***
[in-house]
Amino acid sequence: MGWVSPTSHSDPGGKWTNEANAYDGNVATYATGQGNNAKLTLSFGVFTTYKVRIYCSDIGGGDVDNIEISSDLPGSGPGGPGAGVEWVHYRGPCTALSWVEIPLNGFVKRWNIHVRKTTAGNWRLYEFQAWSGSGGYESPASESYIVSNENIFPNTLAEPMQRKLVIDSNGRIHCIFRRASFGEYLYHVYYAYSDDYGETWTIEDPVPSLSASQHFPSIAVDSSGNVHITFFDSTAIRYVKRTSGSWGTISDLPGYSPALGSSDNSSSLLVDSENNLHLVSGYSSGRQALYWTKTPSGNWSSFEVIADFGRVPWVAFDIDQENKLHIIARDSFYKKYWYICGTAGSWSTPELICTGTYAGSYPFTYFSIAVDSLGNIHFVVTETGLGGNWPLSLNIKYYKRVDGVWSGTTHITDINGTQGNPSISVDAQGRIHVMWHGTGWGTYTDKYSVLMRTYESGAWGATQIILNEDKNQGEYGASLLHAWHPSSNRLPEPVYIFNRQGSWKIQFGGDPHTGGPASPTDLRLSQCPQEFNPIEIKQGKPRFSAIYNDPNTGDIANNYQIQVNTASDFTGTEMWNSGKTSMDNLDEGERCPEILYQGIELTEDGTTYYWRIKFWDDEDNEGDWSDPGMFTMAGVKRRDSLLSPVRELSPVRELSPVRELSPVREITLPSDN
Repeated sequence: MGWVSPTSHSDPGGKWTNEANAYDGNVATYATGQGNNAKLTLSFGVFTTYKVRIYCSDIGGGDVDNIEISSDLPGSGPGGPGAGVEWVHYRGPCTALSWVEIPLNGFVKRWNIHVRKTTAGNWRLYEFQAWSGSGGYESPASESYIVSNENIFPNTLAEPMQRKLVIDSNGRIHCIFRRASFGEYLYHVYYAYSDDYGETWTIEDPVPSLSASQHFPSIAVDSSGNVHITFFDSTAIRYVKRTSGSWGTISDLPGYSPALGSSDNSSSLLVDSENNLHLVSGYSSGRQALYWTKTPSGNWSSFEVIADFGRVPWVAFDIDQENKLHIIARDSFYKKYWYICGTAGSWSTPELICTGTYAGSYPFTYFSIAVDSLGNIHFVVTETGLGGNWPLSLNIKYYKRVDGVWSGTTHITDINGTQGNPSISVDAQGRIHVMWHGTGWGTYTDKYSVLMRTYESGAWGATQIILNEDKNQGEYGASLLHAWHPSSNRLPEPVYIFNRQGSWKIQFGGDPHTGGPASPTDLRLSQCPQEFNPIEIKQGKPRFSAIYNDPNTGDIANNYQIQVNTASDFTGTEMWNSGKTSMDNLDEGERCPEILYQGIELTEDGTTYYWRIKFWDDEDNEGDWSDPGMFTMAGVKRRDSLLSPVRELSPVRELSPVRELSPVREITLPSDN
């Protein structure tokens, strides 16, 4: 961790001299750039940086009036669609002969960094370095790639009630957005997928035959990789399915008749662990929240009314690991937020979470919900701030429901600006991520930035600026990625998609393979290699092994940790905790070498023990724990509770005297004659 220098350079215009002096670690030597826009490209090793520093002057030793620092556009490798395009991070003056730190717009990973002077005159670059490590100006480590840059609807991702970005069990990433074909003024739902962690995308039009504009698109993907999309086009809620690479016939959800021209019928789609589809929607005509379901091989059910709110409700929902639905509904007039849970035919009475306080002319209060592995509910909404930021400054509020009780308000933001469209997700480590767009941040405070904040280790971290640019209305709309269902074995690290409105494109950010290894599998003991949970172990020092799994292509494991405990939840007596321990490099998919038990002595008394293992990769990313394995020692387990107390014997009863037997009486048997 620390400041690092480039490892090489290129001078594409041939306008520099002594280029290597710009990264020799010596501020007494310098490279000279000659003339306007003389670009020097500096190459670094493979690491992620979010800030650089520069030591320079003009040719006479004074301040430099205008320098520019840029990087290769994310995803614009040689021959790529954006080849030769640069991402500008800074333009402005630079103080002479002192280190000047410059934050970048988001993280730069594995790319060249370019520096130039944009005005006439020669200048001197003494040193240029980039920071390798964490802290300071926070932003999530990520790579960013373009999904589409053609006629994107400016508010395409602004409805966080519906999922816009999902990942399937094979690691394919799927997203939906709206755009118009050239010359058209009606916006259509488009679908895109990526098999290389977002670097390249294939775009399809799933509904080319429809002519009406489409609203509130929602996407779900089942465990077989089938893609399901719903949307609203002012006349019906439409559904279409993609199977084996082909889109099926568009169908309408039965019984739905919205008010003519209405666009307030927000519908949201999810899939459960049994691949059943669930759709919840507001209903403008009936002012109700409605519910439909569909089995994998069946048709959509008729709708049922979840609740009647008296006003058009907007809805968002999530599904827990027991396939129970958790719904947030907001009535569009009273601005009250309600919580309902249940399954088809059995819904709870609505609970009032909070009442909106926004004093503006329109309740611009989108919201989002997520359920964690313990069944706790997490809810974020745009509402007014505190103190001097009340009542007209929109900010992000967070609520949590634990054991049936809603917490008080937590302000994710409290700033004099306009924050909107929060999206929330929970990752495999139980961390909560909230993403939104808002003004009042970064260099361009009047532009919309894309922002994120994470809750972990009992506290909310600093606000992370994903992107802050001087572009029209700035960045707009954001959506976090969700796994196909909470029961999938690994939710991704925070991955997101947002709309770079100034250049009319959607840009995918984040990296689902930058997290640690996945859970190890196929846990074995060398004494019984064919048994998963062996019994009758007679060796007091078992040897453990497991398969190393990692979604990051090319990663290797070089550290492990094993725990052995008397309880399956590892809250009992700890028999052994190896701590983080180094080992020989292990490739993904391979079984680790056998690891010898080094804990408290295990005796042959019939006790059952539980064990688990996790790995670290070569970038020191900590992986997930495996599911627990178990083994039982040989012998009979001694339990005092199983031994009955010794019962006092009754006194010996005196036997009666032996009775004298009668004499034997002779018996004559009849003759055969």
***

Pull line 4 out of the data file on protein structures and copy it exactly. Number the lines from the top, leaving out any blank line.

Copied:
């Protein structure tokens, strides 16, 4: 961790001299750039940086009036669609002969960094370095790639009630957005997928035959990789399915008749662990929240009314690991937020979470919900701030429901600006991520930035600026990625998609393979290699092994940790905790070498023990724990509770005297004659 220098350079215009002096670690030597826009490209090793520093002057030793620092556009490798395009991070003056730190717009990973002077005159670059490590100006480590840059609807991702970005069990990433074909003024739902962690995308039009504009698109993907999309086009809620690479016939959800021209019928789609589809929607005509379901091989059910709110409700929902639905509904007039849970035919009475306080002319209060592995509910909404930021400054509020009780308000933001469209997700480590767009941040405070904040280790971290640019209305709309269902074995690290409105494109950010290894599998003991949970172990020092799994292509494991405990939840007596321990490099998919038990002595008394293992990769990313394995020692387990107390014997009863037997009486048997 620390400041690092480039490892090489290129001078594409041939306008520099002594280029290597710009990264020799010596501020007494310098490279000279000659003339306007003389670009020097500096190459670094493979690491992620979010800030650089520069030591320079003009040719006479004074301040430099205008320098520019840029990087290769994310995803614009040689021959790529954006080849030769640069991402500008800074333009402005630079103080002479002192280190000047410059934050970048988001993280730069594995790319060249370019520096130039944009005005006439020669200048001197003494040193240029980039920071390798964490802290300071926070932003999530990520790579960013373009999904589409053609006629994107400016508010395409602004409805966080519906999922816009999902990942399937094979690691394919799927997203939906709206755009118009050239010359058209009606916006259509488009679908895109990526098999290389977002670097390249294939775009399809799933509904080319429809002519009406489409609203509130929602996407779900089942465990077989089938893609399901719903949307609203002012006349019906439409559904279409993609199977084996082909889109099926568009169908309408039965019984739905919205008010003519209405666009307030927000519908949201999810899939459960049994691949059943669930759709919840507001209903403008009936002012109700409605519910439909569909089995994998069946048709959509008729709708049922979840609740009647008296006003058009907007809805968002999530599904827990027991396939129970958790719904947030907001009535569009009273601005009250309600919580309902249940399954088809059995819904709870609505609970009032909070009442909106926004004093503006329109309740611009989108919201989002997520359920964690313990069944706790997490809810974020745009509402007014505190103190001097009340009542007209929109900010992000967070609520949590634990054991049936809603917490008080937590302000994710409290700033004099306009924050909107929060999206929330929970990752495999139980961390909560909230993403939104808002003004009042970064260099361009009047532009919309894309922002994120994470809750972990009992506290909310600093606000992370994903992107802050001087572009029209700035960045707009954001959506976090969700796994196909909470029961999938690994939710991704925070991955997101947002709309770079100034250049009319959607840009995918984040990296689902930058997290640690996945859970190890196929846990074995060398004494019984064919048994998963062996019994009758007679060796007091078992040897453990497991398969190393990692979604990051090319990663290797070089550290492990094993725990052995008397309880399956590892809250009992700890028999052994190896701590983080180094080992020989292990490739993904391979079984680790056998690891010898080094804990408290295990005796042959019939006790059952539980064990688990996790790995670290070569970038020191900590992986997930495996599911627990178990083994039982040989012998009979001694339990005092199983031994009955010794019962006092009754006194010996005196036997009666032996009775004298009668004499034997002779018996004559009849003759055969």